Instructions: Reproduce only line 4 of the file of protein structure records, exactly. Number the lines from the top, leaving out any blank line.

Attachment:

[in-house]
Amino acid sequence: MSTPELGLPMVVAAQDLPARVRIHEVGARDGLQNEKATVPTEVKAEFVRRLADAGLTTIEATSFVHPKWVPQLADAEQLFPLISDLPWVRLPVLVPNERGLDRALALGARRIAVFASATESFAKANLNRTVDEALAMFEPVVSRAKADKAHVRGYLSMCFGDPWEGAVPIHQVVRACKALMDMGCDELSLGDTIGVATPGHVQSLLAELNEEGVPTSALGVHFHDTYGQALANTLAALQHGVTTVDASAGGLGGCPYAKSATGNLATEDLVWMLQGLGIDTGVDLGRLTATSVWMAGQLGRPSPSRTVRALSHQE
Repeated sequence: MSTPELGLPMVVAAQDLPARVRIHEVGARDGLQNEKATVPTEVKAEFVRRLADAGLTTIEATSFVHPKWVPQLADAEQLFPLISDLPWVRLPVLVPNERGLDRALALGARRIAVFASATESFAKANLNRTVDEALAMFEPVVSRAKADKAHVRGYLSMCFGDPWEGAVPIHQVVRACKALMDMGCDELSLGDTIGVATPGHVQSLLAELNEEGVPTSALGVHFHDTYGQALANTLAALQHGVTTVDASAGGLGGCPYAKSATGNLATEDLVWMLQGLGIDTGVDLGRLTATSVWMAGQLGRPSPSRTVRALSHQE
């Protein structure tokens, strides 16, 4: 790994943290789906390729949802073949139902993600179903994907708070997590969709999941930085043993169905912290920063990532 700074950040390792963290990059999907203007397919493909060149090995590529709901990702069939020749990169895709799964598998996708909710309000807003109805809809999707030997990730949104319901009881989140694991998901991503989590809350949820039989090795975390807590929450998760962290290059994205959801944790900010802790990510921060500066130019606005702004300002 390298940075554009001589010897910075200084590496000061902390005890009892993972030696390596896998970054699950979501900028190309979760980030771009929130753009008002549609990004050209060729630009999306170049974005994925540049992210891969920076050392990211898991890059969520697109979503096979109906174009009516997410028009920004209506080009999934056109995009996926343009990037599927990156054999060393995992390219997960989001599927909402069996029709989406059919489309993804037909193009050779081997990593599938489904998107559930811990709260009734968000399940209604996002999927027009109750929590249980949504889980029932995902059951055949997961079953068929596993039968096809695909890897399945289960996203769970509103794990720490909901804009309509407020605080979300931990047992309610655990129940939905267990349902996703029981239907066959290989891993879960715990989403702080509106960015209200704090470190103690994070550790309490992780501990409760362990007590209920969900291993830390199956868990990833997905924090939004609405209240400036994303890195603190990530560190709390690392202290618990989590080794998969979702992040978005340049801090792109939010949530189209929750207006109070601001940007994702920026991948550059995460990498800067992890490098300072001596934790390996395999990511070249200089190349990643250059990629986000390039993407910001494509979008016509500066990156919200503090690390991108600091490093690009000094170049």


């Protein structure tokens, strides 16, 4: 790994943290789906390729949802073949139902993600179903994907708070997590969709999941930085043993169905912290920063990532 700074950040390792963290990059999907203007397919493909060149090995590529709901990702069939020749990169895709799964598998996708909710309000807003109805809809999707030997990730949104319901009881989140694991998901991503989590809350949820039989090795975390807590929450998760962290290059994205959801944790900010802790990510921060500066130019606005702004300002 390298940075554009001589010897910075200084590496000061902390005890009892993972030696390596896998970054699950979501900028190309979760980030771009929130753009008002549609990004050209060729630009999306170049974005994925540049992210891969920076050392990211898991890059969520697109979503096979109906174009009516997410028009920004209506080009999934056109995009996926343009990037599927990156054999060393995992390219997960989001599927909402069996029709989406059919489309993804037909193009050779081997990593599938489904998107559930811990709260009734968000399940209604996002999927027009109750929590249980949504889980029932995902059951055949997961079953068929596993039968096809695909890897399945289960996203769970509103794990720490909901804009309509407020605080979300931990047992309610655990129940939905267990349902996703029981239907066959290989891993879960715990989403702080509106960015209200704090470190103690994070550790309490992780501990409760362990007590209920969900291993830390199956868990990833997905924090939004609405209240400036994303890195603190990530560190709390690392202290618990989590080794998969979702992040978005340049801090792109939010949530189209929750207006109070601001940007994702920026991948550059995460990498800067992890490098300072001596934790390996395999990511070249200089190349990643250059990629986000390039993407910001494509979008016509500066990156919200503090690390991108600091490093690009000094170049």